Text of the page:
Climate change and human activity have resulted in massive deforestation within the Amazon Rainforest. Millions of indigenous Amazonian peoples live within the Amazon rainforest and are under threat of losing vital natural resources and entering into resource competition with one another if deforestation continues. As a result, indigenous groups and environmental activists have come in conflict with state authorities to cease deforestation, with the most prolific deforesting state being that of Brazil.

Civil war was present in South Sudan from December of 2019 until February of 2020. As a result of global warming-induced droughts and the mismanagement of natural resources during the war, a national famine was declared in 2017. The South Sudanese Environmental Minister, Deng Deng Hoc Yai, has said that climate change exacerbated the civil war.  Climate change threatens to continue conflict in resource depleted regions and exacerbate the national famine.

For more information on this conflict, click this link to be directed to our South Sudan Civil War page.

Prior to the outbreak of the Arab spring, food prices in the Middle East increased due to droughts in the grain-producing countries of Russia, Canada, Ukraine, and Argentina. The increase in grain prices and decrease in availability in the Middle East agitated an already tense socio-political environment and contributed to the eventual culmination of the Arab spring in 2010.

For more information on this crisis, click this link to be directed to our Arab Spring page.

Nigeria has been subject to centuries of environmental exploitation and degradation. The Niger Delta has been extremely polluted, which has impacted thousands of lives in the region. Conflicts between armed jihadist groups and civilians, and violence between pastoralists and farmers has greatly increased in the past decade as the state’s natural resources are adversely affected by global warming. These conflicts have the tendency of evolving into large inter-ethnic and intra-state conflicts that have greatly affected the security of Nigeria.

Immediately before the outbreak of civil war in Syria, the state suffered from extreme drying and drought between 2006-2011. The drought was a direct result of global warming and reported as the worst on record for the country. During 2006-2007, arable land, water resources, and agricultural products deteriorated. In response to the loss of natural resources, there was mass migrations from rural areas to urban centers that caused internal socio-political tensions that acted as an agitator for the outbreak of civil war in March of 2011.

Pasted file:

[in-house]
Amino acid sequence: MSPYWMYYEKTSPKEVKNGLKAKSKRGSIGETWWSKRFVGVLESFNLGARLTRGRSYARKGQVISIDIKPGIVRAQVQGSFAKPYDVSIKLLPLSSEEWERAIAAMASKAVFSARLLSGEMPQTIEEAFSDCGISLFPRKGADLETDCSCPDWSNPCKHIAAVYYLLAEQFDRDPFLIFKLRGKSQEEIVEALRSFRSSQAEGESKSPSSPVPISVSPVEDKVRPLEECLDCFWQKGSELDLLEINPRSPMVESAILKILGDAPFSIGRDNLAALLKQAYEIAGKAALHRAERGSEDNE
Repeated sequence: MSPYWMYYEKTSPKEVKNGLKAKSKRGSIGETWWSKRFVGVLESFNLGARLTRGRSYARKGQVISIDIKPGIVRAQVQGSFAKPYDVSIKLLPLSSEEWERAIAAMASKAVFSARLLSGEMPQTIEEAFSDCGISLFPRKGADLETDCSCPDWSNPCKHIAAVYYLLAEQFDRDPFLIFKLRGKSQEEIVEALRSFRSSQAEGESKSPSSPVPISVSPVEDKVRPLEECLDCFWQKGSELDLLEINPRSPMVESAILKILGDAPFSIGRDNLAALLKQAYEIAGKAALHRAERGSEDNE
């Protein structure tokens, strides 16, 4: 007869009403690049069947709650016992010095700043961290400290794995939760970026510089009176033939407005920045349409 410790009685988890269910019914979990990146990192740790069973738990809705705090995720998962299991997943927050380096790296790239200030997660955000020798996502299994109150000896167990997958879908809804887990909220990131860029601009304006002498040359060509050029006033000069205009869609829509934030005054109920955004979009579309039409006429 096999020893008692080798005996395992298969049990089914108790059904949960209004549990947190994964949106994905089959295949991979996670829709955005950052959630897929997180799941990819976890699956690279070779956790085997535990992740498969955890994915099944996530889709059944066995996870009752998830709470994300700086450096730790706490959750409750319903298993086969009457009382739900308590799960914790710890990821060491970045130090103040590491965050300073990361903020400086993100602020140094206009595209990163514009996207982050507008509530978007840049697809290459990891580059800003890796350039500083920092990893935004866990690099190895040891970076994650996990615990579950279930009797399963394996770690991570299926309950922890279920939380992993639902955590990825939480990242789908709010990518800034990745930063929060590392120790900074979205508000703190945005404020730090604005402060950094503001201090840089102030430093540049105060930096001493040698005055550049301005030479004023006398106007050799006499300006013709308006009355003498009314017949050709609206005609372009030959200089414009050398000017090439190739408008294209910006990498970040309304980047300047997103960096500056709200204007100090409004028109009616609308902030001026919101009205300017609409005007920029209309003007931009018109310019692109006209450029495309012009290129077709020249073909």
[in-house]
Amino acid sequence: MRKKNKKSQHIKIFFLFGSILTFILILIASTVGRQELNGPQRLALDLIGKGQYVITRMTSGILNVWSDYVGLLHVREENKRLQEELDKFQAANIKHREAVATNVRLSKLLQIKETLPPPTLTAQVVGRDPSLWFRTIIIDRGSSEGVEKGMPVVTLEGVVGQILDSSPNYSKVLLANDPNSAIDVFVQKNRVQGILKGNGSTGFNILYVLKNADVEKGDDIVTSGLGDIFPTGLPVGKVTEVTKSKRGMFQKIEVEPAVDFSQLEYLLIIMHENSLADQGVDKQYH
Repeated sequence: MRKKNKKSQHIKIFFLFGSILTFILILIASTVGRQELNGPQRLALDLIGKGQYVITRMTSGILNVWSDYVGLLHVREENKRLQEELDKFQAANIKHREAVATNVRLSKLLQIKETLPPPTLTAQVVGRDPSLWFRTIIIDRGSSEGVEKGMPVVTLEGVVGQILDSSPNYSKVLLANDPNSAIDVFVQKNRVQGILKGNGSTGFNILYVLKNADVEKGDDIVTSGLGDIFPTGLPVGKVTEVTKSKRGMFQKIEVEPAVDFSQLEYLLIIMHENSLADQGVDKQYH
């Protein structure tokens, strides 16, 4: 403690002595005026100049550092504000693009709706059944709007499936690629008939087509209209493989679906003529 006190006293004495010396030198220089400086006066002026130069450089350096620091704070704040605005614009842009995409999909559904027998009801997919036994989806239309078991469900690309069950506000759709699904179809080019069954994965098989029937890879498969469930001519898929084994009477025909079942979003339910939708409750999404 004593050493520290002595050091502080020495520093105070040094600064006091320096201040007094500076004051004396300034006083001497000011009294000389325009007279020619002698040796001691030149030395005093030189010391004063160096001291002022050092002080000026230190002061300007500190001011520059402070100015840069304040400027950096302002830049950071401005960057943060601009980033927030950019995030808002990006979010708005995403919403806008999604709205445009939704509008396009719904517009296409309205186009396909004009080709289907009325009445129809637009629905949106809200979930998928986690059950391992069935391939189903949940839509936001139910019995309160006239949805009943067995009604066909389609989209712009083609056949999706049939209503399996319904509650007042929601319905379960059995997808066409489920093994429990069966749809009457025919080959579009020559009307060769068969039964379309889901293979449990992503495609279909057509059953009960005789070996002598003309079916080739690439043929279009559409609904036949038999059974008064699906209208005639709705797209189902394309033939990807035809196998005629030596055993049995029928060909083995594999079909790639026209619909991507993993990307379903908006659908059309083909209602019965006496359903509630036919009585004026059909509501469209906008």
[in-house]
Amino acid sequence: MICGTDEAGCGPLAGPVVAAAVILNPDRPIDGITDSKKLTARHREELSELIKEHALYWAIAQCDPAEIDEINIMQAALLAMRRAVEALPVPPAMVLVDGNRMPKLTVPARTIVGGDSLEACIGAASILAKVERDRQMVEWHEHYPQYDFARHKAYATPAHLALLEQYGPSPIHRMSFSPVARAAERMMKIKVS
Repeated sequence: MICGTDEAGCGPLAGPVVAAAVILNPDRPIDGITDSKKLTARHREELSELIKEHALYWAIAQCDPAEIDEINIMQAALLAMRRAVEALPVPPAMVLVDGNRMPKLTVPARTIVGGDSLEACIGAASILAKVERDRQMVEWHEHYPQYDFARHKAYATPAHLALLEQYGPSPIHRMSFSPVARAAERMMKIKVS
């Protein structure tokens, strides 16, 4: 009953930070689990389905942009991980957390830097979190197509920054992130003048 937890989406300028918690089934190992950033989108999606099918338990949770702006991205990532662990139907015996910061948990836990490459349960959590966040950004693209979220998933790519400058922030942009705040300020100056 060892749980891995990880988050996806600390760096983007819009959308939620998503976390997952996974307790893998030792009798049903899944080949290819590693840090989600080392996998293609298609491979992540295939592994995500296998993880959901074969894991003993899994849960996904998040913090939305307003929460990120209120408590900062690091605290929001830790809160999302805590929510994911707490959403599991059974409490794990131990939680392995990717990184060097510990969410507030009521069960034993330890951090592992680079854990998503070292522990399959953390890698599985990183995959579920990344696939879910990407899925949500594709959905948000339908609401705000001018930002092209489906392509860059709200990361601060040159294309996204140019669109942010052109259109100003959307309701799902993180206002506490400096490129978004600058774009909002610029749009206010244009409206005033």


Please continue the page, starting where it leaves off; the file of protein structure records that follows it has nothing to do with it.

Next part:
For more information on this conflict, click this link to be directed to our Syrian Civil War page.

Conflicts Climate Change will Impact/Cause in the Future

China has claimed complete sovereignty of the South China Sea and the crucial trade routes and large deposits of oil found in the sea’s bed. China’s claim has caused international territorial disputes and threats of military intervention. Climate change threatens to lower the level of fish stock in the South China Sea and the landscape of the sea’s coast, which, in the future, could agitate inter-state relations in the region.

For more information on this conflict, click this link to be directed to our South China Sea Dispute page.

Currently, Venezuela is in the midst of a humanitarian crisis. The state has been extremely mismanaged and is highly vulnerable to the adverse effects of climate change. Global warming will cause extensive degradation of agriculture yields and arable land, resulting in food and water resource instability. If sustainable development and climate change reform are not prioritized, it is highly likely that Venezuela will suffer from resource conflicts in the future.